Credit to Changing Up Pakistan Blog for reviewing the Horror Film released by a Pakistan entrepreneur and film maker Omar Ali Khan. Omar’s unique entrepreneurial skills can be best appreciated in this chain of desert shops across Pakistan called Hotspot which serves the people of Karachi and Islamabad with some mouthwatering deserts
Zibahkhana [which literally translates from Urdu to “Slaughterhouse”] which is also referred to as ‘Hell’s Playground’, this is to my surprise not a new production as it was extensively covered a year back in the TIME magazine when it premiered in Islamabad at a private golf club.
TIME, June 12, 2007: When it comes to slasher films, most American teenagers know the rules: Make sure the gas tank is full; don’t take short cuts through the woods; don’t pick up hitchhikers; and don’t — ever — split up. But here in Pakistan, where the capital city doesn’t even have a movie theater and the country’s barely breathing film industry hasn’t produced a scary movie since the 1970s, it’s hardly surprising that the local kids are new to the genre. So, the script of Zibahkhana, Pakistan’s first horror movie in a generation, could allow its teenage cast to make every fundamental mistake the genre allows.
I personally have been frequenting ‘The Hotspot’ in Karachi in the recent weeks and have frequently enjoyed the ambiance of this shop which is plastered with his extensive movie poster collection and figure heads. I distinctly recall viewing the poster of Zibahkhana at his ice cream shop, only assuming it to be just one more of his desi-spoof movie poster collection. And to my surprise today, little did I know that this was actually his own production.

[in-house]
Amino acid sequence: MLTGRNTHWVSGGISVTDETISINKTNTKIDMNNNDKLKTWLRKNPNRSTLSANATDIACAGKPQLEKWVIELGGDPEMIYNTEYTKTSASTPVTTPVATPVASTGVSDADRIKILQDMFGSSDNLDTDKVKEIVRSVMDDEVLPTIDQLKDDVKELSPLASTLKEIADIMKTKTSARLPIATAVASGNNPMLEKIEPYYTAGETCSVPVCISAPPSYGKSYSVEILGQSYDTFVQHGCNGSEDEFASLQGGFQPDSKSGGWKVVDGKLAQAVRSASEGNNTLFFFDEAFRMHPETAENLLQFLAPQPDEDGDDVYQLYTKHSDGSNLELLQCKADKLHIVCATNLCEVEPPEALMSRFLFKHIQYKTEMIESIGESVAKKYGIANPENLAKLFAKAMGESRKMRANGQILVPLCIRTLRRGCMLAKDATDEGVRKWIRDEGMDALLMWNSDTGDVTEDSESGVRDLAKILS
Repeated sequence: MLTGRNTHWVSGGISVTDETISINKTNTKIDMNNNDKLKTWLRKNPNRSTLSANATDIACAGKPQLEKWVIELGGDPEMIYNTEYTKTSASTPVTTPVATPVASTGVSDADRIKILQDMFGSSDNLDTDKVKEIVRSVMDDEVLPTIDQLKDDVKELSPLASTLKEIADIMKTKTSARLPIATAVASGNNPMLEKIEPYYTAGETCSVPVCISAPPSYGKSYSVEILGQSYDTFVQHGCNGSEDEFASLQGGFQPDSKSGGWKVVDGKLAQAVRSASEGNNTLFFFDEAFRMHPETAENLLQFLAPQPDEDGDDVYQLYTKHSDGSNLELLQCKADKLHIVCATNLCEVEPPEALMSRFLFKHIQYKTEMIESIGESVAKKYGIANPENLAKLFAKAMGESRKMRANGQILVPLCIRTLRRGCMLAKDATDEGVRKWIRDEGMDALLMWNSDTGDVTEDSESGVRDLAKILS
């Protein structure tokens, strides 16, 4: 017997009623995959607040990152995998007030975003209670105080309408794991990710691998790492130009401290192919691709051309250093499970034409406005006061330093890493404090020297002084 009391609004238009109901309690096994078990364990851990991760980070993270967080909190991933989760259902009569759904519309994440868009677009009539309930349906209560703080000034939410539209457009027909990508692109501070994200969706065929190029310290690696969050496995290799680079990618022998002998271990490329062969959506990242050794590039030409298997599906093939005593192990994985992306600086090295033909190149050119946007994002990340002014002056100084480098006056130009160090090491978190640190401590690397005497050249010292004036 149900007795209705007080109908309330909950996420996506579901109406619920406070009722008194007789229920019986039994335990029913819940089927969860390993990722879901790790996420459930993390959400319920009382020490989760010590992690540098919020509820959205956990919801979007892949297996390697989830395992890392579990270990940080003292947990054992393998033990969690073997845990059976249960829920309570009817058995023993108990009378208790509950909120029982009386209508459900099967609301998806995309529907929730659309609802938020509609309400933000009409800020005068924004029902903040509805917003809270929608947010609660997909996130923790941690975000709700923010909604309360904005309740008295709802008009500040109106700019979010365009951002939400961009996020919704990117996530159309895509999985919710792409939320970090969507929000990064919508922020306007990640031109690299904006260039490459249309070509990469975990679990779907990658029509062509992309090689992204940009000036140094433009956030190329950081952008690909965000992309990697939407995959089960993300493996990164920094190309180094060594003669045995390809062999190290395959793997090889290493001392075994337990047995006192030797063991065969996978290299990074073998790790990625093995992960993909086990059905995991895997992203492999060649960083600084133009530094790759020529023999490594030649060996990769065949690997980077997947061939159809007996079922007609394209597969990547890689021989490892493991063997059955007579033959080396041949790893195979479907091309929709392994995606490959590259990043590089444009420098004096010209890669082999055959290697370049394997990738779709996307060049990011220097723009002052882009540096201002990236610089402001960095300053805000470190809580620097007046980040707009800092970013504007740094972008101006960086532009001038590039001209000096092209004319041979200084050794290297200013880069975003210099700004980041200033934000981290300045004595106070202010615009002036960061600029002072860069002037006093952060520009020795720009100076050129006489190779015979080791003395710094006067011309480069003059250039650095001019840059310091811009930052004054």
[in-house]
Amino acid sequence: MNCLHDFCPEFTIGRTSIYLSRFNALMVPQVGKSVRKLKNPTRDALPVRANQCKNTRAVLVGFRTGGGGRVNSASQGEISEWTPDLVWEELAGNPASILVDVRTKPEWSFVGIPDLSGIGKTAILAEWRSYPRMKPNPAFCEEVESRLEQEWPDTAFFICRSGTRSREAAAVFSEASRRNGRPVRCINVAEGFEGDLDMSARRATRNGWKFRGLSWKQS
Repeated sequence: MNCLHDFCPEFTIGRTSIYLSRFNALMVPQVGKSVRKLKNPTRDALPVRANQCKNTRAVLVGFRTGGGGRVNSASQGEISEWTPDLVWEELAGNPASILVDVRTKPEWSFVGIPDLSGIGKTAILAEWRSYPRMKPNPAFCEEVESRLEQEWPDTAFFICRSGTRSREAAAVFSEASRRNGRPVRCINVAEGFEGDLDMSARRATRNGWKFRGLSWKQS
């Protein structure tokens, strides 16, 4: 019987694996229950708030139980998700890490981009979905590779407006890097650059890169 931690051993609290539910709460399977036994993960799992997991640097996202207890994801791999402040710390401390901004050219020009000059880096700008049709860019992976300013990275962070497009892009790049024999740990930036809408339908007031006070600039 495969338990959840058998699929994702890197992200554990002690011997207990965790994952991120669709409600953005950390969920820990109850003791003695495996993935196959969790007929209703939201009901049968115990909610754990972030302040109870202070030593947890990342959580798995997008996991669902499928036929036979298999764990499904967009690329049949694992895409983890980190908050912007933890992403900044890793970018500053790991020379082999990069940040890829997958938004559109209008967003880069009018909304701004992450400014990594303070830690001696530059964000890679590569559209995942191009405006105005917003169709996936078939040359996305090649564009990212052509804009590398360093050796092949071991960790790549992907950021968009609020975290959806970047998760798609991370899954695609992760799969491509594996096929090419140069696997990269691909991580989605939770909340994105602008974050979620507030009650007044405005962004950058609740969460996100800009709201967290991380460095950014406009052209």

The Express reviewed this movie just recently explaining the plot as….
The Express: A group of teens lie to their parents to drive five hours to see a rock concert. Of course they make a wrong turn and are set upon by zombies. Of course there’s a homicidal maniac on the loose. Of course that nice old woman hides a horrible secret. The movie is completely derivative, but that seems to be Khan’s intention.
Speaking a mix of English and Urdu, the Westernized characters — the virginal heroine, the pothead, the wild girl, the shy guy — are all so familiar you can predict the order in which they’ll be killed off, but that’s not the point. What makes “Hell’s Ground” so compelling as a movie rather than as a historical footnote is the inventive way Khan interprets these decades-old American archetypes through contemporary Pakistani culture.
After surviving the zombie attack, the teens must battle a clan of backwoods butchers only slightly saner than the family in “Texas Chainsaw Massacre.” The movie’s most frightening character is an unnamed killer clad in a white burqa and wielding a spiked mace, who is so malevolent and genuinely disturbing that he (yes, he) could become Pakistan’s own Leatherface. The movie wobbles a little in its rushed final act, and the twist ending is obvious. “Hell’s Ground” is flawed but fascinating. It’s as simple and entertaining as Khan’s insights into Pakistani culture — from its deepest anxieties to its escapist fantasies — are nuanced and thought-provoking.
Watch the trailer here, but be forewarned that it contains some explicit gruesome images.